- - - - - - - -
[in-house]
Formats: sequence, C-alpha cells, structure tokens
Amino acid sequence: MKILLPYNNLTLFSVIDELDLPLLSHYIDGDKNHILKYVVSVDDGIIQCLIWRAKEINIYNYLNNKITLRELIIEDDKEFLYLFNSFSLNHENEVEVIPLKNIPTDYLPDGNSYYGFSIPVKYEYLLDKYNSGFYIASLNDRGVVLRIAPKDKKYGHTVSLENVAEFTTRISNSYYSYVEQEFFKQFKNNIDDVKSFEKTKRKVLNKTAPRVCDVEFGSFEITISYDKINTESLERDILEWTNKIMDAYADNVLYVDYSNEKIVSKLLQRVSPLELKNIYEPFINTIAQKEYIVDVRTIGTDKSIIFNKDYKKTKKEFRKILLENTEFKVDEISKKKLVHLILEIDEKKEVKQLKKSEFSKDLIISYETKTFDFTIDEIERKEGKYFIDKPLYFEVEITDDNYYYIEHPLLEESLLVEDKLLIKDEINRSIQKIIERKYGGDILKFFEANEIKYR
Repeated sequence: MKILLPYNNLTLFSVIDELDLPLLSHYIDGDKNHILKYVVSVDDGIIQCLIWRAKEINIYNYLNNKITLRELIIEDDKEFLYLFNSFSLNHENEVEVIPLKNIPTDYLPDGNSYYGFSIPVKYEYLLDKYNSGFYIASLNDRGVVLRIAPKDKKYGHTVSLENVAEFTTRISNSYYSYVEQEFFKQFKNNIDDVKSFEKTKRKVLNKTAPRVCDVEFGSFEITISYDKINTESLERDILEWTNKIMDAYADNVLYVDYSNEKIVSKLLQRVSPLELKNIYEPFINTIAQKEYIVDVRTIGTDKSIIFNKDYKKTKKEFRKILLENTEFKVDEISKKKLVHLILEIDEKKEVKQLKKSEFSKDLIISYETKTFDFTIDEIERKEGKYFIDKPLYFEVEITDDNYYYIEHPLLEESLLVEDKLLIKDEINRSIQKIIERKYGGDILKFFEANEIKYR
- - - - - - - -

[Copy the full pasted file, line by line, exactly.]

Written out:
[in-house]
Formats: sequence, C-alpha cells, structure tokens
Amino acid sequence: MKILLPYNNLTLFSVIDELDLPLLSHYIDGDKNHILKYVVSVDDGIIQCLIWRAKEINIYNYLNNKITLRELIIEDDKEFLYLFNSFSLNHENEVEVIPLKNIPTDYLPDGNSYYGFSIPVKYEYLLDKYNSGFYIASLNDRGVVLRIAPKDKKYGHTVSLENVAEFTTRISNSYYSYVEQEFFKQFKNNIDDVKSFEKTKRKVLNKTAPRVCDVEFGSFEITISYDKINTESLERDILEWTNKIMDAYADNVLYVDYSNEKIVSKLLQRVSPLELKNIYEPFINTIAQKEYIVDVRTIGTDKSIIFNKDYKKTKKEFRKILLENTEFKVDEISKKKLVHLILEIDEKKEVKQLKKSEFSKDLIISYETKTFDFTIDEIERKEGKYFIDKPLYFEVEITDDNYYYIEHPLLEESLLVEDKLLIKDEINRSIQKIIERKYGGDILKFFEANEIKYR
Repeated sequence: MKILLPYNNLTLFSVIDELDLPLLSHYIDGDKNHILKYVVSVDDGIIQCLIWRAKEINIYNYLNNKITLRELIIEDDKEFLYLFNSFSLNHENEVEVIPLKNIPTDYLPDGNSYYGFSIPVKYEYLLDKYNSGFYIASLNDRGVVLRIAPKDKKYGHTVSLENVAEFTTRISNSYYSYVEQEFFKQFKNNIDDVKSFEKTKRKVLNKTAPRVCDVEFGSFEITISYDKINTESLERDILEWTNKIMDAYADNVLYVDYSNEKIVSKLLQRVSPLELKNIYEPFINTIAQKEYIVDVRTIGTDKSIIFNKDYKKTKKEFRKILLENTEFKVDEISKKKLVHLILEIDEKKEVKQLKKSEFSKDLIISYETKTFDFTIDEIERKEGKYFIDKPLYFEVEITDDNYYYIEHPLLEESLLVEDKLLIKDEINRSIQKIIERKYGGDILKFFEANEIKYR